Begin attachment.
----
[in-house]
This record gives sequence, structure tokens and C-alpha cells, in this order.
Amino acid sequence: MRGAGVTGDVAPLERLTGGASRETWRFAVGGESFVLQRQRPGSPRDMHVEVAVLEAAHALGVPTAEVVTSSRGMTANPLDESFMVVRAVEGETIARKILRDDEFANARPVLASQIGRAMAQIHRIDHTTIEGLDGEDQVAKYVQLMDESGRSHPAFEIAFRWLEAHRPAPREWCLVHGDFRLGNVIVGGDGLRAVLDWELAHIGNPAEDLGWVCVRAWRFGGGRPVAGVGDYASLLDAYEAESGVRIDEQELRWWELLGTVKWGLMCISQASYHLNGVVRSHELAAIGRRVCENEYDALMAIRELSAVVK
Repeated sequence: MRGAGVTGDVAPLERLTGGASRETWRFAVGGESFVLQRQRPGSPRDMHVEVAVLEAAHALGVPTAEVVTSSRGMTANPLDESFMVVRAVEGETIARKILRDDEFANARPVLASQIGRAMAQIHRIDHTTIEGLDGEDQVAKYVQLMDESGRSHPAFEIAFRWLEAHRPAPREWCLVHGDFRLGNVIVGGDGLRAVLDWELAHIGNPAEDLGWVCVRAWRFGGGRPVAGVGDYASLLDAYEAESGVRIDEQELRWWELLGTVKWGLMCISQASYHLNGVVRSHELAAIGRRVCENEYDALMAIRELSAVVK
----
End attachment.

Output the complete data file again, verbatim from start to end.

[in-house]
This record gives sequence, structure tokens and C-alpha cells, in this order.
Amino acid sequence: MRGAGVTGDVAPLERLTGGASRETWRFAVGGESFVLQRQRPGSPRDMHVEVAVLEAAHALGVPTAEVVTSSRGMTANPLDESFMVVRAVEGETIARKILRDDEFANARPVLASQIGRAMAQIHRIDHTTIEGLDGEDQVAKYVQLMDESGRSHPAFEIAFRWLEAHRPAPREWCLVHGDFRLGNVIVGGDGLRAVLDWELAHIGNPAEDLGWVCVRAWRFGGGRPVAGVGDYASLLDAYEAESGVRIDEQELRWWELLGTVKWGLMCISQASYHLNGVVRSHELAAIGRRVCENEYDALMAIRELSAVVK
Repeated sequence: MRGAGVTGDVAPLERLTGGASRETWRFAVGGESFVLQRQRPGSPRDMHVEVAVLEAAHALGVPTAEVVTSSRGMTANPLDESFMVVRAVEGETIARKILRDDEFANARPVLASQIGRAMAQIHRIDHTTIEGLDGEDQVAKYVQLMDESGRSHPAFEIAFRWLEAHRPAPREWCLVHGDFRLGNVIVGGDGLRAVLDWELAHIGNPAEDLGWVCVRAWRFGGGRPVAGVGDYASLLDAYEAESGVRIDEQELRWWELLGTVKWGLMCISQASYHLNGVVRSHELAAIGRRVCENEYDALMAIRELSAVVK